By Nii B. Andrews.
The anecdotal evidence from gallery owners in Accra is that this year has so far been dismal for art sales.
Many individual artists have also confirmed this view.
At ARTcapital Ghana, we were happy to make a few modest purchases to support the art ecosystem during this difficult period.
A research collaboration, spanning January to July 2020, by the cultural economist Clare McAndrew’s company – Art Economics and UBS examined art sales “in the US, UK, and Hong Kong—with a particular focus on how the pandemic has changed their interactions with galleries in the art market.”
There were four main findings for the period.
First, close to one-third of the galleries had to shed staff and over 90% had to close their physical space for a certain period; there was a concomitant average drop of 36% in sales.
Second, there was a marked increase in online sales; they rose to 37% compared to 10% of total sales for the previous year.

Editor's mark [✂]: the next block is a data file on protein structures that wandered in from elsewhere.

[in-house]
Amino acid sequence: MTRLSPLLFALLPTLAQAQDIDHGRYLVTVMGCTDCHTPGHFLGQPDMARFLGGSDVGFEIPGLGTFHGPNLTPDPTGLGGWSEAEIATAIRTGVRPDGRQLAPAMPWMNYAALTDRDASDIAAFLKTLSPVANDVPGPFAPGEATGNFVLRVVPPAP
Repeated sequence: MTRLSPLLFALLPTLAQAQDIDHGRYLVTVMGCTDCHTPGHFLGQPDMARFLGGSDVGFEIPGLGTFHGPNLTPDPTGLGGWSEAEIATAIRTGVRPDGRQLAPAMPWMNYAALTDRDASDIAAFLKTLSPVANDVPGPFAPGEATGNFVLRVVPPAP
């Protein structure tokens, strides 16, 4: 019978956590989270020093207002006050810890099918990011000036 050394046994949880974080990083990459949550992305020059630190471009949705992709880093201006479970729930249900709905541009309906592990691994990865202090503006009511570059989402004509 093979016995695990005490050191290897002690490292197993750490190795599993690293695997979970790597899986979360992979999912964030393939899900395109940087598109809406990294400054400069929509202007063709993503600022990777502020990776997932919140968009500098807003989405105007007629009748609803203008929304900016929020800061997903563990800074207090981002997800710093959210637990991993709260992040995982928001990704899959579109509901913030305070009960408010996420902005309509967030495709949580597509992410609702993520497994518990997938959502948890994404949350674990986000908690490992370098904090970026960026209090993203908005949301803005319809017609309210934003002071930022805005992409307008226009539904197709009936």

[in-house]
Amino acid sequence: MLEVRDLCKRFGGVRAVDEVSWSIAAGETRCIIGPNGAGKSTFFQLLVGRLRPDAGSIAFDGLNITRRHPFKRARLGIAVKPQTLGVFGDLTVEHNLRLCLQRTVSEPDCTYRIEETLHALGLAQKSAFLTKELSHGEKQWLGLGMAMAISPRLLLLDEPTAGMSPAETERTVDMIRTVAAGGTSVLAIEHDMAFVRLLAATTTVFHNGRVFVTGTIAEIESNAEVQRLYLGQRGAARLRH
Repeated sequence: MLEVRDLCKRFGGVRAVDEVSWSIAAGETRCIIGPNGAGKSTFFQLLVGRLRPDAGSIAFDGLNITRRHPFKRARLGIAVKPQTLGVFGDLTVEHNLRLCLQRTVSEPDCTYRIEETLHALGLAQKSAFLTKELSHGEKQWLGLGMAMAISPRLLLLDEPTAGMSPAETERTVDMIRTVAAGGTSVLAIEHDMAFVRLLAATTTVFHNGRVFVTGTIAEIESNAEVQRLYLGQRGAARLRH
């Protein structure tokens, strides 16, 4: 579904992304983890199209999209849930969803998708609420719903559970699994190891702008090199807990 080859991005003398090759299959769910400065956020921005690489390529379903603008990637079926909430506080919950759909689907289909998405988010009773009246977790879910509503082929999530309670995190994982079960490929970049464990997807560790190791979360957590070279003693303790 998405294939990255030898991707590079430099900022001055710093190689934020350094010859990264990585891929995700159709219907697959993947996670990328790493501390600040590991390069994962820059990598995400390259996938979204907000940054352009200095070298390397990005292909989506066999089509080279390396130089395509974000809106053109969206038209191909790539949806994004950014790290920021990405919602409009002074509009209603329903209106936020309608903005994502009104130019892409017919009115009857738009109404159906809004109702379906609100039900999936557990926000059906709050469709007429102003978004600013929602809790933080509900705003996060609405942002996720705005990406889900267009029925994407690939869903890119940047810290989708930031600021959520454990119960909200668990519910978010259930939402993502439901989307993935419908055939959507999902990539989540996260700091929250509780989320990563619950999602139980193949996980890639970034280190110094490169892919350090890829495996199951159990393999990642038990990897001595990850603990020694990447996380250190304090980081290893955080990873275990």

Third, dealers were more active with their digital content with respect to sales strategy.
And fourth, the proportion of sales at art fairs decreased markedly from 46% to 16%.
Most dealers indicated that they had shifted their priorities to boosting online sales, cutting costs and “maintaining relationships with existing clients who were seen to be critical to their survival”.
Over 90% of collectors surveyed indicated that they had purchased a work of art during the period; 13% spent over USD 1m and 63% spent over USD100K.
The collectors had a comparatively positive outlook: 59% felt that the pandemic had increased their interest in collecting.
The millennial collectors had the largest share of high spenders, with 14% having spent over USD1 million (compared with just 5% of boomers).
More than 70% of millennials reported that the pandemic had enhanced their interest in collecting art.
Over the long term, collectors’ confidence in the art market is advancing across the board.